The Designs Amendment (Advisory Council on Intellectual Property Response) Act 2021


The Designs Amendment (Advisory Council on Intellectual Property Response) Act 2021 (the Act) received Royal Assent on 10 September 2021. As mentioned in our previous article, this update will bring improvements to Australia’s Registered Designs System through proposed changes to the Australian Designs Act 2003.

The changes introduced by the Act are grouped into seven schedules and we have provided a summary below of the most noteworthy changes.

Schedule 1 – Introduction of a 12-month grace period

The Designs Act is to be somewhat aligned with the Patents Act through the introduction of a 12-month grace period. Under revisions to Section 17, certain disclosures that occur within the 12 month period, ending at the end of the day before the priority date of the subject design, are to be disregarded when assessing a design’s newness and distinctiveness. Those disclosures include publication or use of the design by, or derived from, the registered owner (or the registered owner’s predecessor in title).

Publications of designs by the Registrar of Designs or under a law of a foreign country relating to designs will not enjoy the benefit provided by the grace period. However, since the grace period is determined to be the 12 months prior to the claimed priority date instead of the Australian filing date, the grace period should, in many cases, enable registration of a design claiming priority to a foreign design application, which in itself relies on a grace period.  

Notwithstanding that the introduction of a grace period substantially reduces the risk of a design being unregistrable due to inadvertent publication, our strong recommendation is that applicants should seek design protection in advance of intended public disclosure. Many other countries do not have a grace period, which may preclude protection in certain foreign countries if the design is published in advance of filing. Furthermore, within Australia, changes introduced by Schedule 2 of the Act provide for an infringement exemption of prior use, allowing a third party to copy a published design and potentially avoid infringement if they initiate use before the priority date of the subsequently filed design registration.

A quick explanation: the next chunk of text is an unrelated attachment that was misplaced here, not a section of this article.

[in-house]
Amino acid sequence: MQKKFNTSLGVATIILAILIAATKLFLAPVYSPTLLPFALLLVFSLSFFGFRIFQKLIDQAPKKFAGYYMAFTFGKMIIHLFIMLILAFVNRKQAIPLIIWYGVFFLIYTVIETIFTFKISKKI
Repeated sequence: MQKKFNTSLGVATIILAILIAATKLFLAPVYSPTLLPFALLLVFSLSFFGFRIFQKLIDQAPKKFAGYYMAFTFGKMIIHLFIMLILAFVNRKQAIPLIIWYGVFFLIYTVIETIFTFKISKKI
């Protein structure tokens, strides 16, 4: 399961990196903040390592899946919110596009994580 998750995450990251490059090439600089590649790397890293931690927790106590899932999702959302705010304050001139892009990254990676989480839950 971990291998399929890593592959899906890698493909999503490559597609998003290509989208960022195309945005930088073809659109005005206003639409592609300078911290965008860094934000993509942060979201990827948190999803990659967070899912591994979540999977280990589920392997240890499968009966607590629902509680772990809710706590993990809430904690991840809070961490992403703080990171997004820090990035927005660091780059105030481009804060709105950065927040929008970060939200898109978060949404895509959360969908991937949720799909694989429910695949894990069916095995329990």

The grace period operates differently to the provision for patent matters and has a number of exemptions. We suggest that you have a discussion with a registered patent attorney before publication if a design application has not been filed. The grace period applies in relation to publications or use that occurs on or after the commencement of Schedule 1 due to be introduced on 10 March 2022.

Schedule 2 – Exemption of infringement for prior use

Schedule 2 of the Act introduces an exemption of infringement for prior use, which is particularly relevant with the introduction of the 12-month grace period. If a third party commenced use of the design before the priority date of a registered design, the prior use exemption protects the third party from infringing against the registered design. The infringement exemption not only applies where a third party independently develops an infringing design but also where the infringing design is derived from an authorised public disclosure of the registered design before its priority date. 

Schedule 2 is intended to balance the rights of designers and third parties using the design (or a substantially similar design) before the application was filed. If a third party commences use of the design prior to the priority date of the registered design, they may continue to use, make, import, or sell the design after the design has been registered. 

Schedule 2 is relevant to any registered design having a priority date on or after 10 March 2022.

Schedule 4 – Relief from infringement before registration

Schedule 4 corrects an anomaly of the current Act whereby relief for ‘innocent infringers’ is not available during the period between filing and publication of a design. Since Australian design applications are not published until registration, it was considered unreasonable that relief is not available within this period, particularly considering relief is potentially available after registration.

Schedule 4 applies to designs registered on or after 10 March 2022.

The remaining schedules of the Act introduce changes that are largely procedural or administrative:

  • Schedule 3 — removes the option to publish a design without registration, and simplifies the process of requesting registration.
  • Schedule 5 — allows exclusive licensees of design rights to take action against infringers without needing to rely on the design’s owner.
  • Schedule 6 — streamlines the process for changing formal requirements for design applications.
  • Schedule 7 — makes minor technical changes to clarify some matters in design legislation, and includes three parts:
    • Part 1 – Standard of the informed user,
    • Part 2 – Revocation of registration of design, and
    • Part 3 – Renewal of registration of design.
  • Schedule 7 Parts 1 and 2 have commenced from 11 September 2021, and Schedules 1-6 and Schedule 7 Part 3 are to commence on 10 March 2022. Further information on the schedules can be found here.

The reforms brought about by the Act are changes that will afford businesses and designers in Australia with greater flexibility in design registrations. This also brings Australia’s Registered Design System into closer harmony with our major international partners.

Please contact us if you would like further information on The Designs Amendment (Advisory Council on Intellectual Property Response) Act 2021, and what it means for you or your business.

Back to Articles

Contact our Expert Team

Contact Us